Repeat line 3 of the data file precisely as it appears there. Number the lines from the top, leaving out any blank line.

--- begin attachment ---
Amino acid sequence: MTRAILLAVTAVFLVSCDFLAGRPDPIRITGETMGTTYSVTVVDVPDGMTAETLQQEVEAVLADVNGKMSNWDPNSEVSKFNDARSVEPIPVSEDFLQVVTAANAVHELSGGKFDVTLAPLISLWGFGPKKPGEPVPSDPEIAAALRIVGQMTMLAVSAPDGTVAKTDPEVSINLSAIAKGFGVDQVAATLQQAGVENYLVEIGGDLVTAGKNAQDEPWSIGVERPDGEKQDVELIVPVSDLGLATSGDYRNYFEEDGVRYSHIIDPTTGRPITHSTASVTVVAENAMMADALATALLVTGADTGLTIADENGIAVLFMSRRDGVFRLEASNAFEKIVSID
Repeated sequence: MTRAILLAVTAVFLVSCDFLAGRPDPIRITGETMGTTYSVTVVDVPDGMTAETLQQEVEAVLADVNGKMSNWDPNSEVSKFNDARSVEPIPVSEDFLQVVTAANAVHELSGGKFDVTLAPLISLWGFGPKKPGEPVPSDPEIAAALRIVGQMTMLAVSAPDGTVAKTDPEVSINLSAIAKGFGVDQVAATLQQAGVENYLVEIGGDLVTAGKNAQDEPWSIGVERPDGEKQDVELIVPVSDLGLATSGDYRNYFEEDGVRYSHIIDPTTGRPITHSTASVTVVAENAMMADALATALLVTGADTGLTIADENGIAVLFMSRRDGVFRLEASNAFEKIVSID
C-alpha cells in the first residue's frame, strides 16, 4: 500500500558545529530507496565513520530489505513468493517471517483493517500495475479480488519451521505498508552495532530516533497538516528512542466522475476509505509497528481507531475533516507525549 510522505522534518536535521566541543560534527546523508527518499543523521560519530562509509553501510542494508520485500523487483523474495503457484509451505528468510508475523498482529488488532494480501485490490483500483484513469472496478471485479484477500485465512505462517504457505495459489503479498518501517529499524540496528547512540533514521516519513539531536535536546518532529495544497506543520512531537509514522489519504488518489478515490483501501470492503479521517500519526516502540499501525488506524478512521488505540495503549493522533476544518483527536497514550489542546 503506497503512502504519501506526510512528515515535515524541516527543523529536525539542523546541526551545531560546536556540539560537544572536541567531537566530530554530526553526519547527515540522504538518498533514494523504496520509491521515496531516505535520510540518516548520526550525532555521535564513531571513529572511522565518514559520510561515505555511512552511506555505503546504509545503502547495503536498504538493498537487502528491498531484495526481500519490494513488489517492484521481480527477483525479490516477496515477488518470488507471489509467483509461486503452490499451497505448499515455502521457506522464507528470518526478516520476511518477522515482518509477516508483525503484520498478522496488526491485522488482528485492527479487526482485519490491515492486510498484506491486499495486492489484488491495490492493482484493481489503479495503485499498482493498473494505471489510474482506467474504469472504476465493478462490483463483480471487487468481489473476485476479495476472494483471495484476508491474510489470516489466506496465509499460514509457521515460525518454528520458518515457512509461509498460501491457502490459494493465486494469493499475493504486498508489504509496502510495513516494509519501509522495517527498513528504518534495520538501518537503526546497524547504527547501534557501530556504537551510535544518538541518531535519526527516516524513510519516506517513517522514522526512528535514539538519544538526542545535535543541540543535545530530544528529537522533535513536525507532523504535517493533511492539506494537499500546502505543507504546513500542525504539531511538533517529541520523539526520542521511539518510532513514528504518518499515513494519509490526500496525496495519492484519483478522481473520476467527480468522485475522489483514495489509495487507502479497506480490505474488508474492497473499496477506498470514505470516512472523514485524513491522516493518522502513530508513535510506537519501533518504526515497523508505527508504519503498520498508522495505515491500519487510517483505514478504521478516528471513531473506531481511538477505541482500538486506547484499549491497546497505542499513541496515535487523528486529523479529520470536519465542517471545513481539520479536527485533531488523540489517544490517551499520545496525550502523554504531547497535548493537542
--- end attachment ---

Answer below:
C-alpha cells in the first residue's frame, strides 16, 4: 500500500558545529530507496565513520530489505513468493517471517483493517500495475479480488519451521505498508552495532530516533497538516528512542466522475476509505509497528481507531475533516507525549 510522505522534518536535521566541543560534527546523508527518499543523521560519530562509509553501510542494508520485500523487483523474495503457484509451505528468510508475523498482529488488532494480501485490490483500483484513469472496478471485479484477500485465512505462517504457505495459489503479498518501517529499524540496528547512540533514521516519513539531536535536546518532529495544497506543520512531537509514522489519504488518489478515490483501501470492503479521517500519526516502540499501525488506524478512521488505540495503549493522533476544518483527536497514550489542546 503506497503512502504519501506526510512528515515535515524541516527543523529536525539542523546541526551545531560546536556540539560537544572536541567531537566530530554530526553526519547527515540522504538518498533514494523504496520509491521515496531516505535520510540518516548520526550525532555521535564513531571513529572511522565518514559520510561515505555511512552511506555505503546504509545503502547495503536498504538493498537487502528491498531484495526481500519490494513488489517492484521481480527477483525479490516477496515477488518470488507471489509467483509461486503452490499451497505448499515455502521457506522464507528470518526478516520476511518477522515482518509477516508483525503484520498478522496488526491485522488482528485492527479487526482485519490491515492486510498484506491486499495486492489484488491495490492493482484493481489503479495503485499498482493498473494505471489510474482506467474504469472504476465493478462490483463483480471487487468481489473476485476479495476472494483471495484476508491474510489470516489466506496465509499460514509457521515460525518454528520458518515457512509461509498460501491457502490459494493465486494469493499475493504486498508489504509496502510495513516494509519501509522495517527498513528504518534495520538501518537503526546497524547504527547501534557501530556504537551510535544518538541518531535519526527516516524513510519516506517513517522514522526512528535514539538519544538526542545535535543541540543535545530530544528529537522533535513536525507532523504535517493533511492539506494537499500546502505543507504546513500542525504539531511538533517529541520523539526520542521511539518510532513514528504518518499515513494519509490526500496525496495519492484519483478522481473520476467527480468522485475522489483514495489509495487507502479497506480490505474488508474492497473499496477506498470514505470516512472523514485524513491522516493518522502513530508513535510506537519501533518504526515497523508505527508504519503498520498508522495505515491500519487510517483505514478504521478516528471513531473506531481511538477505541482500538486506547484499549491497546497505542499513541496515535487523528486529523479529520470536519465542517471545513481539520479536527485533531488523540489517544490517551499520545496525550502523554504531547497535548493537542